EthioPoint: Ethiopians Analysis | Research Articles

40th Day Memorial:  An Ethiopian Tezkar

4 mins read

Asebe teferi 1

It has been 40 long days since the July 2020 Genocide against Orthodox Christians in the Oromo region of Ethiopia.

Ethiopian Christian Tradition holds the fortieth day Memorial Service for a Christian in high esteem. It is occasion for one of the greatest memorial prayers after the passing of the Orthodox faithful. The fortieth day is seen as a culmination of the mourning and an occasion for all who missed the burial or third day prayer to pay their final respects to the deceased. In Ethiopian tradition, people are as much concerned for the manner of their death and burial as they are concerned for their life. There are even sayings such as ከሞቴ አሟሟቴ and አሟሟቴን አሳምርልኝ where the faithful express fear, not of death itself, but the manner of dying (and burial).

While those who were killed may not be thought of as suffering (by unbelievers) their manner of burial, we can all agree that the survivors will experience terror and trauma, having witnessed what happened to their dead kin and expecting the same sad fate for themselves.

So, most of the victims were deprived of a proper Christian burial. Many had to collect severed body parts and bury their loved ones with still missing body parts. Many were buried together in a hastily dug trench. Still several others had to carry the body of their kinsfolk hundreds of miles outside their birthplace as they were refused burial on their native ground. Others who had arrangements and expressed wills to get buried in holy Orthodox shrines in other parts of the country were refused the privilege as the condition of the mutilated body was believed to expose the atrocious gang. The case of murdered unborn babies snatched from their mothers’ machete-sliced womb is also another source for an agonizing mourning.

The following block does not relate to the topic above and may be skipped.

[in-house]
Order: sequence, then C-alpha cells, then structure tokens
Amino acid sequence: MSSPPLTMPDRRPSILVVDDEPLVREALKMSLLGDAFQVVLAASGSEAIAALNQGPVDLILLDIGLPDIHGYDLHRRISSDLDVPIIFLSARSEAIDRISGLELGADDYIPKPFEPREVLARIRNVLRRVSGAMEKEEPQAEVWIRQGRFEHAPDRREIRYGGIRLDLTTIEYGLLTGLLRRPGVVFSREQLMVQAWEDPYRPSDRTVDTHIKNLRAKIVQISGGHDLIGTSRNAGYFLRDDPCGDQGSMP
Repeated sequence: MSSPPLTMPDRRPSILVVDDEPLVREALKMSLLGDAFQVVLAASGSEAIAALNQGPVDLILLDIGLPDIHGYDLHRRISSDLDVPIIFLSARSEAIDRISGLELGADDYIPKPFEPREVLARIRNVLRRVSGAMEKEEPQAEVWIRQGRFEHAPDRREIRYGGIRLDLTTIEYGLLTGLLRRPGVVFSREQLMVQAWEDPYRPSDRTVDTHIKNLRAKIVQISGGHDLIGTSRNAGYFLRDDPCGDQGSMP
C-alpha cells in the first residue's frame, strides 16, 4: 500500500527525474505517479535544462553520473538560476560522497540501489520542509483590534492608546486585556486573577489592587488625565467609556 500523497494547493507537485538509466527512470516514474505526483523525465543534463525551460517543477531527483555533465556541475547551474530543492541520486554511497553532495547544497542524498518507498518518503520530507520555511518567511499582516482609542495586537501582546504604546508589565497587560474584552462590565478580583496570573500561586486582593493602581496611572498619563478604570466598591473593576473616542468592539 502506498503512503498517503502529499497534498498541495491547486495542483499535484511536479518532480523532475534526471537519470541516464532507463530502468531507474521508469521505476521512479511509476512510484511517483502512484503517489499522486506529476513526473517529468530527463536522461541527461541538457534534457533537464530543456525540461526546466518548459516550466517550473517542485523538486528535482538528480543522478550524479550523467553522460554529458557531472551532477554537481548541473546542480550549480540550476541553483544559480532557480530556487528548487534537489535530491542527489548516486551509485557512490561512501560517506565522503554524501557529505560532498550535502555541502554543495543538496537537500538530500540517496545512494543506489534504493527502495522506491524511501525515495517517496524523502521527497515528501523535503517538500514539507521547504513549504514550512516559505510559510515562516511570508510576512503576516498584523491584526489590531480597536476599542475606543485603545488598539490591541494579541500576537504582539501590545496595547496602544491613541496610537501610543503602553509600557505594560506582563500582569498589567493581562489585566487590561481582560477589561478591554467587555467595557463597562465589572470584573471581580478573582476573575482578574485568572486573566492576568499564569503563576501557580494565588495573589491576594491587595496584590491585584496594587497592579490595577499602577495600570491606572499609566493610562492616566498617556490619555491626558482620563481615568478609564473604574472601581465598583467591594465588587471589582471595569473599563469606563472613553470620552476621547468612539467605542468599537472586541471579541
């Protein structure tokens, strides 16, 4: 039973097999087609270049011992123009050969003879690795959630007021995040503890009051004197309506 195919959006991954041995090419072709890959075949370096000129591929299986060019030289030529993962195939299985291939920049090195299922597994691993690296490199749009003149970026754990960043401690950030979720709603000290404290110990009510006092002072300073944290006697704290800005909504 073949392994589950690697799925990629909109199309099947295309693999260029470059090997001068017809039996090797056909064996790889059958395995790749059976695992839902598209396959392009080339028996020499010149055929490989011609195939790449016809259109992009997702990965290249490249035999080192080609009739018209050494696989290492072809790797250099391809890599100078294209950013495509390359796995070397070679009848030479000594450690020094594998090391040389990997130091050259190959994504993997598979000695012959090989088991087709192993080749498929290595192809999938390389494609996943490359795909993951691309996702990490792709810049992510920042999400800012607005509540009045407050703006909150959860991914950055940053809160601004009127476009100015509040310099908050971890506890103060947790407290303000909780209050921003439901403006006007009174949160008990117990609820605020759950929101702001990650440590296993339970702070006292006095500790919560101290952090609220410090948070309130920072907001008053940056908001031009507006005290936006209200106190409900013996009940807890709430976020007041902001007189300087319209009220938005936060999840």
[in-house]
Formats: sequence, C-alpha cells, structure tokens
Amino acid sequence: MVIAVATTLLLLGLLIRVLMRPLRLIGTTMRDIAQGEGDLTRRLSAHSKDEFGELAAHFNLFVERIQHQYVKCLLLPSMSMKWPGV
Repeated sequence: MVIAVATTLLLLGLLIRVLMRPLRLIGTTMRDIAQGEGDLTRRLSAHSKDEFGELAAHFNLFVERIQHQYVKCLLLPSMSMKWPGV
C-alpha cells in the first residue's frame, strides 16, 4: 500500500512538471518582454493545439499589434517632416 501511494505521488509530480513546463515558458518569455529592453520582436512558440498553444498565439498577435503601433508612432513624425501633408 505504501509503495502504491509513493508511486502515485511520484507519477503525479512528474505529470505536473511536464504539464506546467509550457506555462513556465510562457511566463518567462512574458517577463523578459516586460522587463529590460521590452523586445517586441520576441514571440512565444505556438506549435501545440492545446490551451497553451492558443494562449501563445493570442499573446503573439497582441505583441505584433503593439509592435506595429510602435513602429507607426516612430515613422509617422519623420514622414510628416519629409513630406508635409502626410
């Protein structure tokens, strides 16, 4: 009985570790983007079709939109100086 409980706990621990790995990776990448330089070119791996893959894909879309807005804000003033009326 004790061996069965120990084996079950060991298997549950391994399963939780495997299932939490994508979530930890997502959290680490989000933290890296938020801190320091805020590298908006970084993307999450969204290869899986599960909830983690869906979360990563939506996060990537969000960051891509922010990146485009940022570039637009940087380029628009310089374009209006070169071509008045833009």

While it is understandable that a government whose policy naturally leads to such atrocities will not mourn the victims, what terrorized the Ethiopian church from ordering a national prayer service or even a week of mourning is hard to fathom. It only strengthens the suspicion of many that the state, itself captured by extremists, has captured the church hierarchy and silenced it. It has been reported that government soldiers and local police refused to stop the slaughter of the Christians or the looting and burning of their properties. In some instances, they even supplied the attackers with weapons, according to eyewitness accounts. That the government failed to honor the lives of the victims by observing a period of national mourning was seen as yet another sign that the genocide was sanctioned by the highest authorities of the ruling party.

Massacring Christians is one inhumane act, depriving their loved ones of the right to mourn their lost ones is another even more inhumane atrocity.

May their soul rest in peace. May God soothe the bereaved.

Prayers and condolences to all who mourned the victims of the July Genocide

  1. Alemayehu